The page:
CBS Reporter, Iraq Car Bomb Survivor to Lecture at Doane
CBS news reporter Kimberly Dozier will describe the perils and rewards of operating as a foreign correspondent during the Iraq War when she speaks at Doane College Tuesday Nov. 9.
Dozier was severely injured in a car bomb attack in Baghdad in May of 2006 while embedded with a U.S. Army patrol. She is the featured speaker for the Annadora Gregory Lecture, which is set for 7 p.m. in Heckman Auditorium on the Crete campus.
Dozier wrote about the attack in her memoir, Breathing the Fire: Fighting to Report and Survive the War in Iraq, which describes her life before and after the bombing that hit the U.S. Army patrol her team was filming, claiming the lives of her cameraman and soundman, a translator and Army captain. Most of the patrol was outside their parked Humvees in a residential Baghdad neighborhood when the car bomb detonated. The captain, translator and CBS crew were closest to the explosion. Dozier underwent numerous major surgeries in the months following the bombing.
Dozier worked primarily in Iraq from August 2003 to 2006. During her 14-year career as a foreign correspondent, Dozier has covered the Middle East extensively for the CBS Evening News, CBS' Sunday Morning, The Early Show, and CBS Radio News, as well as the Washington Post, the San Francisco Chronicle, Voice of America, and the BBC World Service. Her radio and television assignments have included the hunt for Osama bin Laden at Tora Bora, violence in Northern Ireland, Vladimir Putin's election and the downing of the U.S. spy plane in China. Prior to her Baghdad network appointment, Dozier covered the Israeli-Palestinian conflict and the war in Iraq for CBS from her Jerusalem base.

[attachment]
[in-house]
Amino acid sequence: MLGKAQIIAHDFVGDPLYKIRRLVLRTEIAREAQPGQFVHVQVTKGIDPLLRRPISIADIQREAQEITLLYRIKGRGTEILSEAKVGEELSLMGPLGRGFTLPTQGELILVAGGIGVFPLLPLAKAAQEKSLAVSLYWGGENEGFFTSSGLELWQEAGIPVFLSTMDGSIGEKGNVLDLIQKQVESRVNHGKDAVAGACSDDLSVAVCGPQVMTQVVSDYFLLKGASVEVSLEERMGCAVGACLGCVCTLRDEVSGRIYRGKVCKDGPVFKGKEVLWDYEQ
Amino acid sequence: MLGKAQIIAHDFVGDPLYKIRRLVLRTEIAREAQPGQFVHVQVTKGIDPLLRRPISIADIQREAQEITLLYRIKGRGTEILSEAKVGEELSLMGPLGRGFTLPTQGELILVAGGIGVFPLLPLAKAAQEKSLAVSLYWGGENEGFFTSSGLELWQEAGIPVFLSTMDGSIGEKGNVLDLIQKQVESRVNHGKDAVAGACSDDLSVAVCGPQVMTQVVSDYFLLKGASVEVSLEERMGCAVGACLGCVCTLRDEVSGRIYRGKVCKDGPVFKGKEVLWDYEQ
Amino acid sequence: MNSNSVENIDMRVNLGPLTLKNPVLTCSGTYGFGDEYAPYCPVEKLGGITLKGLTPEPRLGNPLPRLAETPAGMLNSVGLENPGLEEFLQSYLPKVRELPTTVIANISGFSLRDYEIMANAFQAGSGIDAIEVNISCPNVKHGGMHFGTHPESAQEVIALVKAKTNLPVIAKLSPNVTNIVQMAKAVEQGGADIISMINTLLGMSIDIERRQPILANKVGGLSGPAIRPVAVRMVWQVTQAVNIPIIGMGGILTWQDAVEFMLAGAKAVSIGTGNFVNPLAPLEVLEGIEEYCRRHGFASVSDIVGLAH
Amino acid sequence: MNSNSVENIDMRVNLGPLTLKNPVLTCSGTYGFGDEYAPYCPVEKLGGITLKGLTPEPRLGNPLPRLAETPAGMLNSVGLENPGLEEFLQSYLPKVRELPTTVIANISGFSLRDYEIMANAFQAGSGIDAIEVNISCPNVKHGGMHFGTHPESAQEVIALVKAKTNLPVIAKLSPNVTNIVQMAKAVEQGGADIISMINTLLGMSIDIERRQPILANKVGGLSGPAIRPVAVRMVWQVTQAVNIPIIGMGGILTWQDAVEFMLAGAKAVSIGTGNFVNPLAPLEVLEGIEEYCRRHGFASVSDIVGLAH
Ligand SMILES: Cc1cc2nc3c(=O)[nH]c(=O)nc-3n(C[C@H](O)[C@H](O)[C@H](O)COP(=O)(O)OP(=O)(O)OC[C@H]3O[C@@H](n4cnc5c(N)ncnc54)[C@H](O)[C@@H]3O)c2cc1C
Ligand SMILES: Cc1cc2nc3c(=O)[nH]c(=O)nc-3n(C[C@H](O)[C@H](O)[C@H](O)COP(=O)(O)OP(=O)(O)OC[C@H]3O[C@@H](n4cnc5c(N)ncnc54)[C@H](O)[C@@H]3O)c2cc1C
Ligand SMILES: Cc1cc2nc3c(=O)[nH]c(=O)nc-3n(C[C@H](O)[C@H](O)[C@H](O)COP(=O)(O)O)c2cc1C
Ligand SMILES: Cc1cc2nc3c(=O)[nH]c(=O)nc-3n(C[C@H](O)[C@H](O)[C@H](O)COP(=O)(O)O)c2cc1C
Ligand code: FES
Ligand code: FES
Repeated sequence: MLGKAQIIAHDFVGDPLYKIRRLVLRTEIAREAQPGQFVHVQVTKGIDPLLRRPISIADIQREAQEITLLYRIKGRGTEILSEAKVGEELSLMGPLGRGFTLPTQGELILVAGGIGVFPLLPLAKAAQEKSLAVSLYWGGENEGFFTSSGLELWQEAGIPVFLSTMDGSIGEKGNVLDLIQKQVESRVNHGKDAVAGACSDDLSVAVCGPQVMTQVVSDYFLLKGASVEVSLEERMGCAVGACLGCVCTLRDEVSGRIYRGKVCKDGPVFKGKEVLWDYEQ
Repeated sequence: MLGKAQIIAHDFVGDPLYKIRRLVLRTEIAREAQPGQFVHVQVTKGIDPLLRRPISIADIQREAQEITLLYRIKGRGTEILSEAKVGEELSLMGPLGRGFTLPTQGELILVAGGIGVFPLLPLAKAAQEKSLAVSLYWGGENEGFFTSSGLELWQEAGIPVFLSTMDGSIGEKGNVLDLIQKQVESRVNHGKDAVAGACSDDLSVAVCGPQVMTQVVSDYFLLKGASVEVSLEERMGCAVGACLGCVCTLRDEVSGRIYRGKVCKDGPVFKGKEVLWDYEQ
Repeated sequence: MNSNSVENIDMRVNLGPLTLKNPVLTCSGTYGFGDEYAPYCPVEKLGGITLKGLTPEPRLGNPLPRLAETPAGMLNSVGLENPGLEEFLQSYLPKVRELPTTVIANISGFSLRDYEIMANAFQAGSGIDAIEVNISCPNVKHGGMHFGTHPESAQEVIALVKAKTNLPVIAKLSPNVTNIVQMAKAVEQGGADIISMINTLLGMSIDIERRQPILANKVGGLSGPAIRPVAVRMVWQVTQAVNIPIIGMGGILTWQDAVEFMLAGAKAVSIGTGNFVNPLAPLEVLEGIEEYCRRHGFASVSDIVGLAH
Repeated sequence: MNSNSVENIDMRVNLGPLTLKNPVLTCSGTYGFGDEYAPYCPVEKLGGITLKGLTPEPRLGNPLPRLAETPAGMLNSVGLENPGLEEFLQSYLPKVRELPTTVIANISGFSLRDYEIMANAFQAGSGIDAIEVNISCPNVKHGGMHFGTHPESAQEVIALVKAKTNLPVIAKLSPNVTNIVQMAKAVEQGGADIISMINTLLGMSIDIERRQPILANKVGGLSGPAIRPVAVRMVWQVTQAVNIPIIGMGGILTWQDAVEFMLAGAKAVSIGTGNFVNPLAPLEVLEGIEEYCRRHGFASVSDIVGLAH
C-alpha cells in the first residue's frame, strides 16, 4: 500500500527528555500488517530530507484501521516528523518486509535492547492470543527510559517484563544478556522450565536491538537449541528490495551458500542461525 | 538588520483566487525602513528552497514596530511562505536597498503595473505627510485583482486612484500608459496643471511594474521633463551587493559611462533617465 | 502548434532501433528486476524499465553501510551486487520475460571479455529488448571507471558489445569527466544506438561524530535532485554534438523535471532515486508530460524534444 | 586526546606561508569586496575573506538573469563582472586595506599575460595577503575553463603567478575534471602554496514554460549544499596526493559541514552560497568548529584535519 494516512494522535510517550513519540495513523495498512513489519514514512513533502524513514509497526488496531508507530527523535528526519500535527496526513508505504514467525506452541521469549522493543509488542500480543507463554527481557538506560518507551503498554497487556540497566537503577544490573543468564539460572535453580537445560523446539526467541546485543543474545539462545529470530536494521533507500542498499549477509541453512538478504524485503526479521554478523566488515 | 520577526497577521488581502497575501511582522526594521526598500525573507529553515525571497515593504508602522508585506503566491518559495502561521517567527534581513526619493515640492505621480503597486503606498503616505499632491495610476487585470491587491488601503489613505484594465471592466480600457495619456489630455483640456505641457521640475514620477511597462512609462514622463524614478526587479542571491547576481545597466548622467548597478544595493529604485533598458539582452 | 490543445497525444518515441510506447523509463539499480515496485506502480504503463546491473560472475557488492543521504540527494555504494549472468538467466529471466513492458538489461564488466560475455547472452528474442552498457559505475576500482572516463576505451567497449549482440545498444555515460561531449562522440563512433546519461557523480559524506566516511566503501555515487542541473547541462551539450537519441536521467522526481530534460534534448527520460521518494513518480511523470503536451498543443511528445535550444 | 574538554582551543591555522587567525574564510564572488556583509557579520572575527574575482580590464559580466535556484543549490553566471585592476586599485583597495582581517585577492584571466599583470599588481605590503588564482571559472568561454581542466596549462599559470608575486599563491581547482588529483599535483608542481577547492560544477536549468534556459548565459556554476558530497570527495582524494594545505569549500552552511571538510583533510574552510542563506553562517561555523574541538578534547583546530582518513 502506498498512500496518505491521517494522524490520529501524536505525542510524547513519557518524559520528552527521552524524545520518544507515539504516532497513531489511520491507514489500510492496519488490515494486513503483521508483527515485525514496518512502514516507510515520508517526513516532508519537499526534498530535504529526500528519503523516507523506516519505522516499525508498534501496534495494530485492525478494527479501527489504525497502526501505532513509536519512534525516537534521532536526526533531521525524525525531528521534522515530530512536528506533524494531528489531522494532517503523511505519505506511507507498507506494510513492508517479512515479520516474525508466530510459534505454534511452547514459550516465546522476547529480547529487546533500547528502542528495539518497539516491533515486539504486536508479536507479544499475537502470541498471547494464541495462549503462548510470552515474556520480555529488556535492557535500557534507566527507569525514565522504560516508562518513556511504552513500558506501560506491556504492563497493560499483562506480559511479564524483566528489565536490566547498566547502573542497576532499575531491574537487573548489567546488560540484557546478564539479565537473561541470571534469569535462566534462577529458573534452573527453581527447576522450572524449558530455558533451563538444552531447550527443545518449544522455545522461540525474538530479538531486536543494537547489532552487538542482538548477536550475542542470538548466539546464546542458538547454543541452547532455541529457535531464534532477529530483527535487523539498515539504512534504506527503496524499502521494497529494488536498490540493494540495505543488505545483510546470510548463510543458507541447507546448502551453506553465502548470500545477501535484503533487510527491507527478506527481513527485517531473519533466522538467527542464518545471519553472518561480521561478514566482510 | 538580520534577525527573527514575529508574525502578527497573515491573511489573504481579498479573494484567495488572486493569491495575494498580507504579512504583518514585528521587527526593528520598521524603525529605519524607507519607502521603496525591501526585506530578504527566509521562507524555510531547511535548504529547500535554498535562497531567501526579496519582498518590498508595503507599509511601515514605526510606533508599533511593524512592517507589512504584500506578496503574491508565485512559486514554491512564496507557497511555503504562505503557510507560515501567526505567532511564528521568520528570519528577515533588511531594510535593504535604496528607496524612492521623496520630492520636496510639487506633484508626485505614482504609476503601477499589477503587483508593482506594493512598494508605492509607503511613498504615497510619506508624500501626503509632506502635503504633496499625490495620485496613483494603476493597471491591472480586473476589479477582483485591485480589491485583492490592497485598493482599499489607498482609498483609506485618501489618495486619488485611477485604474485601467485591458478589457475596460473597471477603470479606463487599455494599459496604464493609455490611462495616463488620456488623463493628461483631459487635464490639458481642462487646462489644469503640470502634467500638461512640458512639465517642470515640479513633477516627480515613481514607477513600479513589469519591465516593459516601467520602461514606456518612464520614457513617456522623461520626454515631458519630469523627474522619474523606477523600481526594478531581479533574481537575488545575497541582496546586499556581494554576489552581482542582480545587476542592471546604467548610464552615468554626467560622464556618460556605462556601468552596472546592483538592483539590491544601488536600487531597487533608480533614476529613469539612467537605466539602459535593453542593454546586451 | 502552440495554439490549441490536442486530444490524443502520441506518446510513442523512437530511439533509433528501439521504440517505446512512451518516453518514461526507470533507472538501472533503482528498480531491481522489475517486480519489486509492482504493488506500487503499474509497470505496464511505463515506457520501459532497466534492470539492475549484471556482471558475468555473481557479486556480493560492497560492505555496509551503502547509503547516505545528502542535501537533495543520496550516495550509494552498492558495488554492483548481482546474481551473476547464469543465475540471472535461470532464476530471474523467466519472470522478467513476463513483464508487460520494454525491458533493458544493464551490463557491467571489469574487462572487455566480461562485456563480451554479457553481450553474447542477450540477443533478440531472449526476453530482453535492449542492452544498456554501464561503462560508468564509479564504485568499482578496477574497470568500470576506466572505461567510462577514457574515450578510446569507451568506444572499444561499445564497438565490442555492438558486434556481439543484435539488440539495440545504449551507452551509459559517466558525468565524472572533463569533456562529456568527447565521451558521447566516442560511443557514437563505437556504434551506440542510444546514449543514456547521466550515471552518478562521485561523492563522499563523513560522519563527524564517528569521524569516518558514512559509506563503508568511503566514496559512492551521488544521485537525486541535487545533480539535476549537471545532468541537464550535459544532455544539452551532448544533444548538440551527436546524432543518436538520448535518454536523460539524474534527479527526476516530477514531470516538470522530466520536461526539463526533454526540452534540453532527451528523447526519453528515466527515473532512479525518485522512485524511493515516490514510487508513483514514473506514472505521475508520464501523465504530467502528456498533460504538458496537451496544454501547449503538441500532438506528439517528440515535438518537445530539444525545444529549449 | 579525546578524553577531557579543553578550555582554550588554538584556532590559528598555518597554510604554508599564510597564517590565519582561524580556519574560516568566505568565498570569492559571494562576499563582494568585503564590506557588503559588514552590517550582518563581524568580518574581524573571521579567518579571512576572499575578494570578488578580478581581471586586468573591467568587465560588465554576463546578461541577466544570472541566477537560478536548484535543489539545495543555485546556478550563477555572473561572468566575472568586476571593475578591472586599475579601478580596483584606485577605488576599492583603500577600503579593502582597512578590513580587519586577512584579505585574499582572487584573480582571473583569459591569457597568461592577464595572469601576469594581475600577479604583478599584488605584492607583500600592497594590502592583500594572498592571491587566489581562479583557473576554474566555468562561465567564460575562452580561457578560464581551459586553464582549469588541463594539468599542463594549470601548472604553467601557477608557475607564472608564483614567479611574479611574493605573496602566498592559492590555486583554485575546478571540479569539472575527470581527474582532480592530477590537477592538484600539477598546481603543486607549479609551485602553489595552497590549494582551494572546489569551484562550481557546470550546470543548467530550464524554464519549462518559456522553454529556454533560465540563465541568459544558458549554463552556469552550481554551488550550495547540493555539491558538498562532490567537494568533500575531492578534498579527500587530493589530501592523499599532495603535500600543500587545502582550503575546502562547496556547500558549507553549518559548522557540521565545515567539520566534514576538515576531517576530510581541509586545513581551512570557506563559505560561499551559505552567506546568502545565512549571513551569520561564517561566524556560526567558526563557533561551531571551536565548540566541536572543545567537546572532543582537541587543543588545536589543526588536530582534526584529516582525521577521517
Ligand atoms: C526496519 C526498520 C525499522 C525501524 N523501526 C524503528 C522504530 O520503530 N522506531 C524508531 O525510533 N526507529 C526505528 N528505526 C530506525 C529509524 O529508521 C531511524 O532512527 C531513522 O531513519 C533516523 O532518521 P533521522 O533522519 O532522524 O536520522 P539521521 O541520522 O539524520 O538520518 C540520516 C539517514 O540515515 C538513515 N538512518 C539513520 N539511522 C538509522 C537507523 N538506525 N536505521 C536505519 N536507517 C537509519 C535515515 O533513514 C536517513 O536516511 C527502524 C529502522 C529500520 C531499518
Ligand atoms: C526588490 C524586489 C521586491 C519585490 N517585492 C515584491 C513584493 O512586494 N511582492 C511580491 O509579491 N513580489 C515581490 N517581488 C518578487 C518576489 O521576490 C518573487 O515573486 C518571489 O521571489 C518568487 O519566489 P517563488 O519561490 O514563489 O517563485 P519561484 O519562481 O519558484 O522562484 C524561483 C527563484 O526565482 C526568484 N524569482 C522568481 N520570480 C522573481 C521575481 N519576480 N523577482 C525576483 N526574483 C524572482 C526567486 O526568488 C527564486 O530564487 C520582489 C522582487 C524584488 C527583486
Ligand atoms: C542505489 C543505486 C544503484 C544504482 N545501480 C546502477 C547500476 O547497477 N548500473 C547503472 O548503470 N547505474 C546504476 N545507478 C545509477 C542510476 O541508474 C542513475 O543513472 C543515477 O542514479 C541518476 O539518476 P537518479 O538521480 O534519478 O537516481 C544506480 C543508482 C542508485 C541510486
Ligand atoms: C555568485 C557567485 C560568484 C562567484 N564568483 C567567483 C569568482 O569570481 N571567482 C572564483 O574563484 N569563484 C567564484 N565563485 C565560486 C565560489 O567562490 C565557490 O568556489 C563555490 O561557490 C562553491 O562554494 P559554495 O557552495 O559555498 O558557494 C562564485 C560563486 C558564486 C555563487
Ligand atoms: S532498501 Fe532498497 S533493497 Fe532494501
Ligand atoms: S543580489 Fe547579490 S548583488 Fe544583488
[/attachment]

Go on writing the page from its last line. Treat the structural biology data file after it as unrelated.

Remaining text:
Dozier has received several awards for her work. She was the first woman journalist to receive the Tex McCreary award from the National Medal of Honor Society for her reporting. She has also received three American Women in Radio and Television Gracie Awards for her radio reports on Mideast violence, Kosovo and the Afghan war, as well as the organization's Grand Gracie Award in 2007 for her body of television work in Iraq. She also has been recognized for her coverage of troops on the home front and coverage on Afghanistan for the CBS Evening News and a CBS News Sunday Morning report on two women veterans who lost limbs in Iraq.
Dozier's current assignments include the White House and the Pentagon, concentrating on national security issues.Doane's Annadora Gregory Lectureship was established in the early 1980s to sponsor nationally known and successful leaders and speakers, who are active in the fields of art, music, science, social science, philosophy, religion or agriculture.